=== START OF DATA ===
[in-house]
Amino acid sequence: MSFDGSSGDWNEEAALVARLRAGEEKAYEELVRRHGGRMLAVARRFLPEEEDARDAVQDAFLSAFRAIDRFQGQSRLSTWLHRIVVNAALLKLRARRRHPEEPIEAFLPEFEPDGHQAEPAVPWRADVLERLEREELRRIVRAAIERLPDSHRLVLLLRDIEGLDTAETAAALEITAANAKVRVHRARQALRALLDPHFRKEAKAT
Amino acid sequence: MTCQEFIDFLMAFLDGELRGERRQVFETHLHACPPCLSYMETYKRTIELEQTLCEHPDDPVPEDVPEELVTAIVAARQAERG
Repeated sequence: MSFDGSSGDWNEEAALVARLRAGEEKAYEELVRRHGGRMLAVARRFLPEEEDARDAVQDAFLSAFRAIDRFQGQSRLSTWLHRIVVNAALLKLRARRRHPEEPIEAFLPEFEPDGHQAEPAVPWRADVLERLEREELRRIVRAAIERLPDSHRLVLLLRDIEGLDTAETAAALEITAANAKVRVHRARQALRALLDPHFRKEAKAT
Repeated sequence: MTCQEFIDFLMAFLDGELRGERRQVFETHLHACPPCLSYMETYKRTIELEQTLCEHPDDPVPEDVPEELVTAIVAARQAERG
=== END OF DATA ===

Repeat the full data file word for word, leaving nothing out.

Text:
[in-house]
Amino acid sequence: MSFDGSSGDWNEEAALVARLRAGEEKAYEELVRRHGGRMLAVARRFLPEEEDARDAVQDAFLSAFRAIDRFQGQSRLSTWLHRIVVNAALLKLRARRRHPEEPIEAFLPEFEPDGHQAEPAVPWRADVLERLEREELRRIVRAAIERLPDSHRLVLLLRDIEGLDTAETAAALEITAANAKVRVHRARQALRALLDPHFRKEAKAT
Amino acid sequence: MTCQEFIDFLMAFLDGELRGERRQVFETHLHACPPCLSYMETYKRTIELEQTLCEHPDDPVPEDVPEELVTAIVAARQAERG
Repeated sequence: MSFDGSSGDWNEEAALVARLRAGEEKAYEELVRRHGGRMLAVARRFLPEEEDARDAVQDAFLSAFRAIDRFQGQSRLSTWLHRIVVNAALLKLRARRRHPEEPIEAFLPEFEPDGHQAEPAVPWRADVLERLEREELRRIVRAAIERLPDSHRLVLLLRDIEGLDTAETAAALEITAANAKVRVHRARQALRALLDPHFRKEAKAT
Repeated sequence: MTCQEFIDFLMAFLDGELRGERRQVFETHLHACPPCLSYMETYKRTIELEQTLCEHPDDPVPEDVPEELVTAIVAARQAERG